This work presents a method to efficiently determine the dominant Karhunen--Loève (KL) modes of a random process with known covariance function. The truncated KL expansion is one of the most common techniques for the approximation of random processes, primarily because it is an optimal representation, in the mean squared error sense, with respect to the number of random variables in the representation. However, finding the KL expansion involves solving integral problems, which tends to be computationally demanding. This work addresses this issue by means of a work-subdivision strategy based on a domain decomposition approach, enabling the efficient computation of a possibly large number of dominant KL modes. Specifically, the computational domain is partitioned into smaller nonoverlapping subdomains, over which independent local KL decompositions are performed to generate local bases which are subsequently used to discretize the global modes over the entire domain. The latter are determined by means of a Galerkin projection. The procedure leads to the resolution of a reduced Galerkin problem, whose size is not related to the dimension of the underlying discretization space but is actually determined by the desired accuracy and the number of subdomains. It can also be easily implemented in parallel. Extensive numerical tests are used to validate the methodology and assess its serial and parallel performance. The resulting expansion is exploited in Part B to accelerate the solution of the stochastic partial differential equations using a Monte Carlo approach.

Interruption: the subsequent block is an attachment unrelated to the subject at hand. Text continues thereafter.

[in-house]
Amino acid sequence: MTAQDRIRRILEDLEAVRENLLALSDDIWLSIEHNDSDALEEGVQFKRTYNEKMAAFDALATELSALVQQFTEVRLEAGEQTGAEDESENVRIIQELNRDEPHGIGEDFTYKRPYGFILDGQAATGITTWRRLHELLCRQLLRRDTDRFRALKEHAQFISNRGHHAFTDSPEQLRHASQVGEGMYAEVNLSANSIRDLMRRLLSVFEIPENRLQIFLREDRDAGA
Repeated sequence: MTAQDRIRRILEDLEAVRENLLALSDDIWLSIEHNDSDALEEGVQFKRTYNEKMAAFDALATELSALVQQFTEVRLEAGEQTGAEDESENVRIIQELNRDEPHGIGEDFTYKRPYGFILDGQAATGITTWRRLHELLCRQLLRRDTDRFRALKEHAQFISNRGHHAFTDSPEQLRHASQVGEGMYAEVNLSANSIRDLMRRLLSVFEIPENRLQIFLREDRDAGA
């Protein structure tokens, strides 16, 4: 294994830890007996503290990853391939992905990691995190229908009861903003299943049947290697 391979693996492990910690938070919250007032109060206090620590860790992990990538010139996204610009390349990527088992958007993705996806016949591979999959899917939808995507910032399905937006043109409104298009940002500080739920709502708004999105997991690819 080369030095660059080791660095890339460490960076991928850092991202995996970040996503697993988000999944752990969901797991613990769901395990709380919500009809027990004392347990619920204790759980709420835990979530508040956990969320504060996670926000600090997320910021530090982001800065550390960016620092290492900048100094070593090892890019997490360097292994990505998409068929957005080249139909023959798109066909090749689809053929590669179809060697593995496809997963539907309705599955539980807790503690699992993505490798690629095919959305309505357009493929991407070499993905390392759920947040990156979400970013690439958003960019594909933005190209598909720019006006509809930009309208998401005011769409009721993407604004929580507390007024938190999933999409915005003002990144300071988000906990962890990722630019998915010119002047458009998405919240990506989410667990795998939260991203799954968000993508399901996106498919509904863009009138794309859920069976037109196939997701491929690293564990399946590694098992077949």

|Original language||English (US)|
|Number of pages||1|
|Journal||SIAM Journal on Scientific Computing|
|State||Published - Jul 18 2018|
Bibliographical noteKAUST Repository Item: Exported on 2020-10-01
Acknowledgements: This work was supported by the US DOE, Office of Science, Office of Advanced Scientific Computing Research, under award DE-SC0010540. Sandia National Laboratories is a multimission laboratory managed and operated by National Technology and Engineering Solutions of Sandia, LLC, a wholly owned subsidiary of Honeywell International, Inc., for the US DOE's National Nuclear Security Administration under contract DE-NA-0003525. Support of the King Abdullah University of Science and Technology is also acknowledged.